Sunday, September 28, 2008

Harrison Forman Making Newsreels in Shanghai


My next book is now finished (over to the editor to sort out my appalling grammar) bar sourcing some pictures. It’s a history of the foreign press corps in China from the Opium Wars to the 1949 Revolution called Through the Looking Glass and should be out next March from Hong Kong University Press. Pretty pleased with it – it’s hopefully somewhat of a romp through about 150 years of the foreign press in China from the first English language newspapers in the Canton Factories to after the War. Hopefully it’s not all that heavy either – I’ve focussed on the characters rather than writing a Phd so it should be fun – plenty of drunks, philanderers, spies, fascists, communists and general nerdowells as you’d expect when writing about the press.

Came across this picture of the great Harrison Forman shooting a newsreel in Shanghai in 1937 just after the Japanese attack – he’s on Range Road somewhere.


Forman was an interesting character, a Milwaukee native and graduate of Wisconsin University where he got a degree in Oriental Philosophy and later became known as “a modern Marco Polo” in America for exploring Tibet. He had started out in Shanghai selling planes as well as writing about the developments taking place among the country’s young engineers and industrial designers. He sold articles to trade magazines and wrote a book called So You Want to Fly? He then worked briefly for the Shanghai Times before moving on to more broad based freelance journalism for the likes of the New York Times (basing himself in Chongqing which was rather unfashionable at the time) and the Times who allowed him to travel extensively. In 1932 he organized an expedition by motor caravan to Central Asia and was the first Westerner to drive a car to the shores of Tibet’s Lake Kokonor. His Tibet travels paid of when he was hired as a consultant by the Hollywood movie director Frank Capra who was preparing to make his film version of James Hilton’s 1933 book Lost Horizon about a plane crash in Tibet and the discovery of the magical mythical land of Shanghai-La. Forman drew a salary of US$500 per week for several weeks until his contract ended; Capra never asked him one question during the whole time, so he pocketed the money and went back to his regular work.

7 comments:

Anonymous said...

Dear Paul,

I chanced upon your recent book while seeing if Google had anything new on Harrison Forman, who was my grandfather. Of course I'm now eager to read your book. For some years now I've been considering writing a biography of Forman (whom I never met), but I never really pursued the project. Would love to hear more about what you managed to learn about him.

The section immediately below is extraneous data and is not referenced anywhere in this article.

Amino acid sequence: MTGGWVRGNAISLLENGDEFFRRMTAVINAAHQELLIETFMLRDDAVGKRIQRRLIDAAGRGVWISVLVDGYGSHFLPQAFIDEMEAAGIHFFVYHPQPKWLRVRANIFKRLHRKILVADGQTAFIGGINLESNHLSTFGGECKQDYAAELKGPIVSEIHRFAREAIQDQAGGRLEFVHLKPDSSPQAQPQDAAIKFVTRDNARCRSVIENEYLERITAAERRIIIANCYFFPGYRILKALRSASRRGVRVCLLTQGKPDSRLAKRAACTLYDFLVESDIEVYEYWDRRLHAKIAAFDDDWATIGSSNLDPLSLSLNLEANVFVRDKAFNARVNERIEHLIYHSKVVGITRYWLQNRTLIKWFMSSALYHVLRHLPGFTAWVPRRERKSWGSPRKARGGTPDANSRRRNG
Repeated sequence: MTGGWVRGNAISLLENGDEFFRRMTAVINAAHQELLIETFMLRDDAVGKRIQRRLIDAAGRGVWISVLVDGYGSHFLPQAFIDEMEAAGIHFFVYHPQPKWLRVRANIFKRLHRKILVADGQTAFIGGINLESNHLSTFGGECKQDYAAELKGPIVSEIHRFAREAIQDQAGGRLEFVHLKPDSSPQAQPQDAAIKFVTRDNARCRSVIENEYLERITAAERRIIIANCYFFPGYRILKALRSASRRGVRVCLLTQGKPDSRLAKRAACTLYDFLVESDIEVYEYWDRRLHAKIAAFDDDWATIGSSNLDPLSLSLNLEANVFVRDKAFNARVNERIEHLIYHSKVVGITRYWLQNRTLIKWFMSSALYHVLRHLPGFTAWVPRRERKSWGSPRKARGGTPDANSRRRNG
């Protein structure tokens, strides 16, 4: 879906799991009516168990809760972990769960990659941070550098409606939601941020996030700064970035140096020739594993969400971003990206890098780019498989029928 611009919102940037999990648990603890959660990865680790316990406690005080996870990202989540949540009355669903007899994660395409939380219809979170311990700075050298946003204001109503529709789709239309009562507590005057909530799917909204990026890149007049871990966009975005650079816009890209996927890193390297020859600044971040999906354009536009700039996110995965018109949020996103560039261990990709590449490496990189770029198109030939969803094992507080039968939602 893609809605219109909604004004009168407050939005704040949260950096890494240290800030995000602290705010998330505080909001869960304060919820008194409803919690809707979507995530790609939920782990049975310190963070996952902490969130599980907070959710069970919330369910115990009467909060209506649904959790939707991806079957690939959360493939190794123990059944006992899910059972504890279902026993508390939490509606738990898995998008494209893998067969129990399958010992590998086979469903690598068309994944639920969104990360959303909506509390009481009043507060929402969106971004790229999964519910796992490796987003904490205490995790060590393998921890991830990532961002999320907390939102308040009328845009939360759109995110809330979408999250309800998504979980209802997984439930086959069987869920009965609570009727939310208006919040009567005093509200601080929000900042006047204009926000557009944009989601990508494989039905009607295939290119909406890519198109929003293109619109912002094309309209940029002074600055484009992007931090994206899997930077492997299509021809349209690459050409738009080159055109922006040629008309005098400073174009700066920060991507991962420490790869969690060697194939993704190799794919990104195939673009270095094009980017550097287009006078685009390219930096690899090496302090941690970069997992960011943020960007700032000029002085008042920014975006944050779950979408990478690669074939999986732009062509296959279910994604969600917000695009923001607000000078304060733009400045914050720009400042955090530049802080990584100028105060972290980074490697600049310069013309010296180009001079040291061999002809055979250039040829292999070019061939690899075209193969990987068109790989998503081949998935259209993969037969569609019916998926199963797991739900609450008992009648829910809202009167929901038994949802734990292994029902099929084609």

Through he remained in the family background, Forman did inspire me to become a journalist. We had some phone contact and exchanges of letters for some time before his death.

Best regards,

Madeleine Resener
madeleine@resener.fr

Sharon Senor Carlyle said...

Dear Madeleine and Paul,

Harrison Forman was my gramma Ida's brother, and my great uncle. They had another brother Ben, who died in the great influenza epidemic, and a sister, Rose and another brother Joe. I vividly recall meeting "Uncle Harry" as a young child, and he had a presence that was larger than life. My mother said that even as young man he was restless to see the world, and was always more comfortable traveling than at home in Milwaukee, Wi. I became close with his wife Sandra Carlyle in her later years, and at that time she was seeking a permanent home for his photo collection. It was very important to her that it be spiritually correct as well as historically correct. I met his daughter, Brenda, my mother's first cousin, and she was very strong and brilliant like her Dad. Although he left humanity the legacy of his photos, there was also a price to pay for his wife and daughter, who had a world wandering husband/father. I still have a lovely silk skirt from China that had belonged to my mother from her uncle Harrison.

Paul Barclay said...

I have been researching Mr. Forman's photographs (published and unpublished) and journals to reconstruct his travels in Taiwan, spring 1938. His ability to get a camera into that colony, and return with footage, is an interesting story. Not so much one of stealth, but of working within the tight parameters the Japanese set for him. A good biography of Foreman would be a worthwhile project. If anyone knows of a repository for his newsreels (not the negatives in Milwaukee), I would love to find some of his 1930s footage, of anywhere he might have filmed.

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